Monday, November 2, 2009

Competing Interpretations: For You Always Have the Poor With You

Mark 14:3 While he was at Bethany in the house of Simon the leper, as he sat at the table, a woman came with an alabaster jar of very costly ointment of nard, and she broke open the jar and poured the ointment on his head. 4 But some were there who said to one another in anger, ‘Why was the ointment wasted in this way? 5 For this ointment could have been sold for more than three hundred denarii, and the money given to the poor.’ And they scolded her. 6 But Jesus said, ‘Let her alone; why do you trouble her? She has performed a good service for me. 7 For you always have the poor with you, and you can show kindness to them whenever you wish; but you will not always have me. 8 She has done what she could; she has anointed my body beforehand for its burial. 9 Truly I tell you, wherever the good news is proclaimed in the whole world, what she has done will be told in remembrance of her.’

The competing biblical interpretations of conservative and progressive Christians is a lively playing field. This competition has been active since the piecing together of the New Testament canon in the 2nd and 3rd centuries after the death and resurrection of Jesus. From the 4th century, Christians have squared off against each other on perhaps the most vital question: Is it a triumphalistic religion of right belief [Constantinian] or a radical lifestyle of alternative practice [prophetic strands from the monastics to the Waldensians to the Anabaptists to the Black Church in the US]?

I have heard Constantinian Christians [although they would never use or understand that label] quote the above episode from Mark's Gospel to shoot down any sort of active Christian stance to fight structural poverty. Why would we waste our precious time attempting to change laws when Christ clearly tells us the poor will always be with us? Bam! We're off the hook--next topic! This highlights the difference of Constantinian and prophetic reading strategies. For Constantinians, by and large, the Bible is a self-evident resource of timeless truths and principles, universally mined to buttress our spiritual lives. For prophetics, the Bible is a script that we live in, a complex collection of documents that transforms our socio-political lives--interpretation is best done in a community of fellow disciples who have scandalously committed to subversive living.

A closer look at the passage reveals that Jesus is quoting from the Hebrew Bible...Deuteronomy 15:11:

Since there will never cease to be some in need on the earth, I therefore command you, ‘Open your hand to the poor and needy neighbor in your land.’

As YHWH piloted Israel through the wilderness to the edge of the promised land, God's People were instructed to care for any poor brother: 'and lend him sufficient for his need, whatever it may be' [Dt 15:7]. In fact at the beginning of this word from God to the large family of Israel on the brink of becoming a nation, it is clear that there need not be poor in the land... as long as they are obedient to God's will, which must mean the constant care for the poor, the stranger, the widow and orphan [Dt 15:4-5]:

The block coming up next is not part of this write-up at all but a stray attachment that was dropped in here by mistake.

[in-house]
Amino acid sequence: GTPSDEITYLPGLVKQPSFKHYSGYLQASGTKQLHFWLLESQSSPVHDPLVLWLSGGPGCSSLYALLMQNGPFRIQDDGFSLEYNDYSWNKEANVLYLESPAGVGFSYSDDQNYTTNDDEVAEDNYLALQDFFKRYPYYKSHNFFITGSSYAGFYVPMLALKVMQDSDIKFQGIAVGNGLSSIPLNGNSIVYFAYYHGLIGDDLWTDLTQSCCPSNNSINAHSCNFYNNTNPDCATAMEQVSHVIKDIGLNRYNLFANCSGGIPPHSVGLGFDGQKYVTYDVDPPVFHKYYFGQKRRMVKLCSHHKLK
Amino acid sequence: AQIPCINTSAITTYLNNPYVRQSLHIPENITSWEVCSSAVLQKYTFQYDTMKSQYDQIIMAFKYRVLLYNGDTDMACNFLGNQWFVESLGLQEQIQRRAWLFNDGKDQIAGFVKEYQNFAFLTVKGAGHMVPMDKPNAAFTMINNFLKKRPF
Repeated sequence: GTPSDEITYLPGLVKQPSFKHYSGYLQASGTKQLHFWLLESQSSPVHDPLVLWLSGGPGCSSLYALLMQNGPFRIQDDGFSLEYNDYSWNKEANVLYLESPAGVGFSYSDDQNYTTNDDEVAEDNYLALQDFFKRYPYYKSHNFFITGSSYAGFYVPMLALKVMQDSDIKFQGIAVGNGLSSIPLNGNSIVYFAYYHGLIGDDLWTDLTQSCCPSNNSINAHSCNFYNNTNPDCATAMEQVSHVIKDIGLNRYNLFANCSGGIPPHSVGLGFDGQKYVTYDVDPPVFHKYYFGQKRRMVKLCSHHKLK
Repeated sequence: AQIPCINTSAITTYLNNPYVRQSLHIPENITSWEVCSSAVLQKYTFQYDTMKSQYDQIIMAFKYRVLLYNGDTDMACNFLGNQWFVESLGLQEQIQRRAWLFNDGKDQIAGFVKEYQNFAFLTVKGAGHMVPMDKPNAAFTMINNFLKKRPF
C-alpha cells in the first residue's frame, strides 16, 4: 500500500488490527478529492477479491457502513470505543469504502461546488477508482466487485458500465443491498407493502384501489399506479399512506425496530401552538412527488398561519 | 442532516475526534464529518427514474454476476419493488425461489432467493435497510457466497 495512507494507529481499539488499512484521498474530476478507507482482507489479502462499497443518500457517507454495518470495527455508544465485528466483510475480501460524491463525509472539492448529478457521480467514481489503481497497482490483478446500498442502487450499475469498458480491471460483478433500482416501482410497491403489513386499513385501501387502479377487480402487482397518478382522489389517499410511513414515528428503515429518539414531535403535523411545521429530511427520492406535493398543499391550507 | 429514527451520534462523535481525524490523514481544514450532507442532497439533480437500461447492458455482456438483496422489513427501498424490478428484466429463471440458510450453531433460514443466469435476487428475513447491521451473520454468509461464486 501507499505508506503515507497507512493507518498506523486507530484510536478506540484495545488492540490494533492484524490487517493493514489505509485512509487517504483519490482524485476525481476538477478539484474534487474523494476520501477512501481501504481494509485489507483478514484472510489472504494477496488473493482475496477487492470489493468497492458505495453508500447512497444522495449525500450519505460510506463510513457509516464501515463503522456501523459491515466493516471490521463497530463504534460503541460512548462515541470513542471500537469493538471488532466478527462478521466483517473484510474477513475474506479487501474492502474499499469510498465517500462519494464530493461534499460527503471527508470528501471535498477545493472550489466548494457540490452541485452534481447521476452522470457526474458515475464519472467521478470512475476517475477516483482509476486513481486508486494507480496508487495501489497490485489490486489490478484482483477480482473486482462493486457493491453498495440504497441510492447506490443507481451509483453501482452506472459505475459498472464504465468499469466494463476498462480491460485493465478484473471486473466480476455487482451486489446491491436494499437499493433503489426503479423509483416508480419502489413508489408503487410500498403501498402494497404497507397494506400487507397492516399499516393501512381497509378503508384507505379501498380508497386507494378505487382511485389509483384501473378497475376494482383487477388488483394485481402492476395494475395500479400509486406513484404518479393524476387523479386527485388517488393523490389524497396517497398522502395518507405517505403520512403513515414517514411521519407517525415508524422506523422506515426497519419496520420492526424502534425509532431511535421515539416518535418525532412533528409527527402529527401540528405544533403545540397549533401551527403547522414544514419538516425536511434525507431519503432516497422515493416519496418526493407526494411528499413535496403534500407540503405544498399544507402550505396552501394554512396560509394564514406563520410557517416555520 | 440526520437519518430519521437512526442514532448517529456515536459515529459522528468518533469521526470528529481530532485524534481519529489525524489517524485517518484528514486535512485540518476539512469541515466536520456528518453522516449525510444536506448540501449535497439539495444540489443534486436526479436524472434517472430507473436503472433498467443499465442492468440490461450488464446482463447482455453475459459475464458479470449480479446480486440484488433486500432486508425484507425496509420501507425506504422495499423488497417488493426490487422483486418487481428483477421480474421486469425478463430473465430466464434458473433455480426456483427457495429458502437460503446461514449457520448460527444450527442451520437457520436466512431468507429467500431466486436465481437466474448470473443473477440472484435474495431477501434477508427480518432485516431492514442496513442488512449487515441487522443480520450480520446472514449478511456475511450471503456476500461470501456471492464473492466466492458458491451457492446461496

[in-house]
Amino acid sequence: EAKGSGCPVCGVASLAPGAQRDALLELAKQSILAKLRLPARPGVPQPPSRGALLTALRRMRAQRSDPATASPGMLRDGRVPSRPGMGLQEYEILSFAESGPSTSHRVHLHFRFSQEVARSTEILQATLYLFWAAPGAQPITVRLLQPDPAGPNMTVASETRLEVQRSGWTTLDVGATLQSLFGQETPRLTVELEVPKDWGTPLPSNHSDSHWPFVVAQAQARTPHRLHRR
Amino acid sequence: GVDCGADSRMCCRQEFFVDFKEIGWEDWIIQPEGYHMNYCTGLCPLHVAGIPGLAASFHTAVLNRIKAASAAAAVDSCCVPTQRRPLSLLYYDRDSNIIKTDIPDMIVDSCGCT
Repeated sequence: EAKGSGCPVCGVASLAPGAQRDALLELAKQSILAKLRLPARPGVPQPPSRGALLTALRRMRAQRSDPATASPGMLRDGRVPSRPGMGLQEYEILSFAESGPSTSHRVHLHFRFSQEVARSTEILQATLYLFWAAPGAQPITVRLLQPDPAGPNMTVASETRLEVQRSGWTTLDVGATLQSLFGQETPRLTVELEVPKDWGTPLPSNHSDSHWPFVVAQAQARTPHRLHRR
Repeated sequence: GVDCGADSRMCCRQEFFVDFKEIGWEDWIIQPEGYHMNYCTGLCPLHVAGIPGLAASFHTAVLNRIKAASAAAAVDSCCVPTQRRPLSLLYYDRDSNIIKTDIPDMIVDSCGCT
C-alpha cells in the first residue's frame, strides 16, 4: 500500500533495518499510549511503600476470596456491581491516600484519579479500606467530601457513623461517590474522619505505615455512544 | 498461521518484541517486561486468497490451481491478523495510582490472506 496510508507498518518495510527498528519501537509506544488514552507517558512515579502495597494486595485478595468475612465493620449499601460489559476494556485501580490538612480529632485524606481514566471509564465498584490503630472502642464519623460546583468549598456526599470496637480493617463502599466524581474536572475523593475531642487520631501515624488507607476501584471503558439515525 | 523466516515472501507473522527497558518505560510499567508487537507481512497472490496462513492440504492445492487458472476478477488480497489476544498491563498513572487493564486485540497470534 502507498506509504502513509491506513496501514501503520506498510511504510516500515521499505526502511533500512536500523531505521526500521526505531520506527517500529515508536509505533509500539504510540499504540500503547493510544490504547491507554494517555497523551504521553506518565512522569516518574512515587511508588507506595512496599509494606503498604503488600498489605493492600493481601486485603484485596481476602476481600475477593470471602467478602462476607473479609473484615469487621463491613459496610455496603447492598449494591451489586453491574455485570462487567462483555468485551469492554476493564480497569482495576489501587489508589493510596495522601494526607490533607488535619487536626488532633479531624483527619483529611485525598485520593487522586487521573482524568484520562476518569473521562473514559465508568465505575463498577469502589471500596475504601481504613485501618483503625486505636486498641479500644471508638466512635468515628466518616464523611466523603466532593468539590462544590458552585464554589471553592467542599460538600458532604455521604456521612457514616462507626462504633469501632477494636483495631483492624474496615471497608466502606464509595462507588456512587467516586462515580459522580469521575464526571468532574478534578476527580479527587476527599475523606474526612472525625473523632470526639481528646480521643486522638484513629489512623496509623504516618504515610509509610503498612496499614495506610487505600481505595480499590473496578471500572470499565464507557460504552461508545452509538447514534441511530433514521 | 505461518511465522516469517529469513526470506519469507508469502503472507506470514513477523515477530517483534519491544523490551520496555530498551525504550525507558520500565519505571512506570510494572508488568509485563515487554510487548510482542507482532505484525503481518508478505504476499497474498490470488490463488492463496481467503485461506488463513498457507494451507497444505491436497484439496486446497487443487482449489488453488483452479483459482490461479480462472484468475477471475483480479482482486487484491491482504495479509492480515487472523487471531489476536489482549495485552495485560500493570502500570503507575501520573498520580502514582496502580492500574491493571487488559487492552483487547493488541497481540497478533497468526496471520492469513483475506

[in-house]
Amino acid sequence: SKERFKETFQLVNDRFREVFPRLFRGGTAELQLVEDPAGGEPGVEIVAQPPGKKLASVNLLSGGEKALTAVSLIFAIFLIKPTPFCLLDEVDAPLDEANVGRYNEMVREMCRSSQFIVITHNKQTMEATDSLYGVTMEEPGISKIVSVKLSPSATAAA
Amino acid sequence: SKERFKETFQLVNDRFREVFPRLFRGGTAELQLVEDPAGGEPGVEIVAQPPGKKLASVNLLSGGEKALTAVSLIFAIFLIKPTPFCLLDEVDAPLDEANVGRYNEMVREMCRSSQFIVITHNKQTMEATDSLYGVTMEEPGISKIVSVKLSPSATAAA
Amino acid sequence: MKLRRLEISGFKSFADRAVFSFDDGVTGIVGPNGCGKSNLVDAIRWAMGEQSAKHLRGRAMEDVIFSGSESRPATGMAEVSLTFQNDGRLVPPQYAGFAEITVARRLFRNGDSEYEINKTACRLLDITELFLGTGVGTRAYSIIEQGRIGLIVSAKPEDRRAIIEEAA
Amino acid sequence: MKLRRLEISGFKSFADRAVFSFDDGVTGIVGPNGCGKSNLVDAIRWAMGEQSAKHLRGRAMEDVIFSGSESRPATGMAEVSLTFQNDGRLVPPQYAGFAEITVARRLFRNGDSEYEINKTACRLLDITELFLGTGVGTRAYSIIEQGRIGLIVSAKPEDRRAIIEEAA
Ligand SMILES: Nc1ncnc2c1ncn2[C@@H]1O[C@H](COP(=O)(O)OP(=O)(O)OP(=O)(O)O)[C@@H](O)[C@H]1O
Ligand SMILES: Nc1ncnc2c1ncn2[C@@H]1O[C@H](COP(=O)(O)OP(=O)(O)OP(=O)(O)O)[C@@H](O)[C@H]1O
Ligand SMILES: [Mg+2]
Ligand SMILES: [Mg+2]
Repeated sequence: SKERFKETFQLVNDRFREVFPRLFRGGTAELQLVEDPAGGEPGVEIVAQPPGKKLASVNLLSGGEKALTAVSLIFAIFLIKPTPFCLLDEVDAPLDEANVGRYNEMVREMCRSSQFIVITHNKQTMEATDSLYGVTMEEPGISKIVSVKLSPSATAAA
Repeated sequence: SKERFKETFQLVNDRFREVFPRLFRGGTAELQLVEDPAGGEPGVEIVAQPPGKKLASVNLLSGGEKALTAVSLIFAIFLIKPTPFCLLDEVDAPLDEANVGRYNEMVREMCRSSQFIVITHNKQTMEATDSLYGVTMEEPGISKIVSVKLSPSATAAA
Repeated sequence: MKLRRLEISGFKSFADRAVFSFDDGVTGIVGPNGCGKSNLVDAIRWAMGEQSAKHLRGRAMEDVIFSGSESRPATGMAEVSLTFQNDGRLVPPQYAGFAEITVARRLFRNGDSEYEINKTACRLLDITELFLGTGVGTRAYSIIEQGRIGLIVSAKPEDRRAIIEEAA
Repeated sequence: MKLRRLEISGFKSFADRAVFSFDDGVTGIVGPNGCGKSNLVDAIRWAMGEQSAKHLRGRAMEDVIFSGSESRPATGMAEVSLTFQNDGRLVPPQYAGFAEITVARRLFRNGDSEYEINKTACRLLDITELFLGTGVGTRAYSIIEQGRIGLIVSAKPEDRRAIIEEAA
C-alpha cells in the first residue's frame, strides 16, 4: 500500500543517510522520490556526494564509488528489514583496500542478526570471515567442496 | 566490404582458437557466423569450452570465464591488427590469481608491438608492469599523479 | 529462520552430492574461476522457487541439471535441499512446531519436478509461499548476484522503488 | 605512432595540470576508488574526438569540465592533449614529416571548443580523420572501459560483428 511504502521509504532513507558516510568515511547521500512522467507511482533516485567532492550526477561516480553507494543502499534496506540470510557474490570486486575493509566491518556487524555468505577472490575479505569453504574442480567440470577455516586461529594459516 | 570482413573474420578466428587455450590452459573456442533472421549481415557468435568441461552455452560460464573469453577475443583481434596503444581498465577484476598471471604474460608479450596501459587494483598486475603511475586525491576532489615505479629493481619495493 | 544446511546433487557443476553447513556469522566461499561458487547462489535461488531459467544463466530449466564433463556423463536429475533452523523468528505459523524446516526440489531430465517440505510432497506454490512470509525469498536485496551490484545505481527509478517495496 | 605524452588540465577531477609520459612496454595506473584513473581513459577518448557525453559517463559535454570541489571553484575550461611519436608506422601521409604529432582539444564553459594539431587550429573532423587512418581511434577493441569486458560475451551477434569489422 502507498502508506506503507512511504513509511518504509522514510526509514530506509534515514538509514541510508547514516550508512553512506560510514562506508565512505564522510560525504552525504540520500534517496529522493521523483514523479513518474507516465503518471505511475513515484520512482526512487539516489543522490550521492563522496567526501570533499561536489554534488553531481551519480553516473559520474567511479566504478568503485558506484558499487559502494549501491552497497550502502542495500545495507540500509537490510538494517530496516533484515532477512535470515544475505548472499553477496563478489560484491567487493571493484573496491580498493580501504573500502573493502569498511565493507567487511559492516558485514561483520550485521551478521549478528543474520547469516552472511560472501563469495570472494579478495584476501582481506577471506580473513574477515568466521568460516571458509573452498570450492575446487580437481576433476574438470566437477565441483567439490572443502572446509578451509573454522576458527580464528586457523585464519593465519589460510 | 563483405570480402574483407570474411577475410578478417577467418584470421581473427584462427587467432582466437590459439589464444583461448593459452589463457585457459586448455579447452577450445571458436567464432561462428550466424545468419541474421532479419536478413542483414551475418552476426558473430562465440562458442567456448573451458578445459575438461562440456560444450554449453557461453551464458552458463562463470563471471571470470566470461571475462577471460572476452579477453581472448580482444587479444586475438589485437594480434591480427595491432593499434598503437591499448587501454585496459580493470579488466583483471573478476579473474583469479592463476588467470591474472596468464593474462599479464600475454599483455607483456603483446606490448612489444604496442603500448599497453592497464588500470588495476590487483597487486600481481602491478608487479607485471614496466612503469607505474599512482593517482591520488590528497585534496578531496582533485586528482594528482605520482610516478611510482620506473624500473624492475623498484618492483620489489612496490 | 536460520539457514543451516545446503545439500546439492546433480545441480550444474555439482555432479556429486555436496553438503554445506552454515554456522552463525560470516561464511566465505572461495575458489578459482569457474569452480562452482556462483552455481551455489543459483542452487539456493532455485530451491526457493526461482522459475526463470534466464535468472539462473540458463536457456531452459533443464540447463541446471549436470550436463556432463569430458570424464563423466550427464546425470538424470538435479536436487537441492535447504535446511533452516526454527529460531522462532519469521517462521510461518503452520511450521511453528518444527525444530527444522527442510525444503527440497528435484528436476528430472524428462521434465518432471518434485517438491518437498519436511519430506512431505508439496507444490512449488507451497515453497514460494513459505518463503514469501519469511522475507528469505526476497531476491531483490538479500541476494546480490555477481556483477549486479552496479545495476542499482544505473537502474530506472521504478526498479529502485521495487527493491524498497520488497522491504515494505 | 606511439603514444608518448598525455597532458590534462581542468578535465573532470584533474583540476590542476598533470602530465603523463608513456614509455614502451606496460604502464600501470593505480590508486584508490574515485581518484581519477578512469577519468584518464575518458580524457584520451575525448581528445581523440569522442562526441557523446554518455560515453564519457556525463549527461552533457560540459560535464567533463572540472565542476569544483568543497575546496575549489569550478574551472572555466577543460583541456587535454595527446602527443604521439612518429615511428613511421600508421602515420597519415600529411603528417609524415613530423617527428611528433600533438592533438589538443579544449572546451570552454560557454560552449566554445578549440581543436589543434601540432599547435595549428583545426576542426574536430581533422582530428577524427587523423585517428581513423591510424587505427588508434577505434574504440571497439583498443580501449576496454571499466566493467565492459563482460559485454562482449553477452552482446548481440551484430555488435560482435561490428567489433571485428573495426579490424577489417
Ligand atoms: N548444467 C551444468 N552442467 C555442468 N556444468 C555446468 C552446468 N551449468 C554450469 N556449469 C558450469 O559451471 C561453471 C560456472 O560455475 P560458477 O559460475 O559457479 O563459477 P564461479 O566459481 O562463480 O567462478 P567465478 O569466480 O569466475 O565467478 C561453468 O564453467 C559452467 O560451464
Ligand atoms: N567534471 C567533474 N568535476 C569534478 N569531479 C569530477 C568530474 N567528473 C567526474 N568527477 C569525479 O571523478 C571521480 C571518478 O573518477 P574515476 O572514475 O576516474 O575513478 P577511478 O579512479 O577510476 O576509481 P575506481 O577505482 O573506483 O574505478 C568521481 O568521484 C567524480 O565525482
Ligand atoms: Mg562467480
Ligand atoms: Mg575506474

There will, however, be no one in need among you, because the Lord is sure to bless you in the land that the Lord your God is giving you as a possession to occupy, if only you will obey the Lord your God by diligently observing this entire commandment that I command you today.

There are two key takeaways from Mark's story of the woman anointing the soon-to-be-crucified-Messiah in the home of the leper:

1. The disciples wanted to partake in charity. This is always what Constantinian Christians settle for. Sell the perfume, give it to the poor and let's get on with saving people. Jesus was and is all about fighting against structural injustice. That's what he was doing in the Temple [Mark 11:15-19], the protest that ultimately put him on the cross. Prophetic Christians raise their voices against societal injustice so that those oppressed can save themselves.

2. Jesus' proclamation that 'you always have the poor with you' is not an apathetic future promise, but instead a pronouncement concerning the social location of the church: we must live close to the poor and be their advocates. Focusing on charitable giving while the wider political and economic systems go unchecked, keeps the poor in a cycle of oppression and is exactly what God warned his people against on the edge of the promised land in Deuteronomy 15.

The American Empire is the land of high child poverty rates and low economic mobility [when compared with other industrialized nations]. While our brown and black citizens strive for home ownership at last, they are discriminated against with higher interest rates [from banks receiving billions from the federal government] than their white and Asian counterparts. And meanwhile, our farmers are given billions in government subsidies, an unfair advantages that sidelines their Third World competitors. And millions of Christian Americans cry 'beware the government takeover' and roll their eyes at those who get unfair 'government handouts' while their pastors get their own government welfare in the form of the 'clergy housing allowance.' Here's one well-known Constantinian Evangelical pastor who writes a letter advocating for pastor welfare while, at the same time, philosophically opposing 'salvation by government' in a recent interview.

Prophetic Christians seek to obey God's will by envisioning a just society with opportunity for all. When those who are consistently on the verge of poverty have a realistic chance to work for food, clothing, housing and medical care--without the burden of oppressive laws or corporate hoarding--then (and only then) will we rid the poor from among us.

--Theological Autopilot

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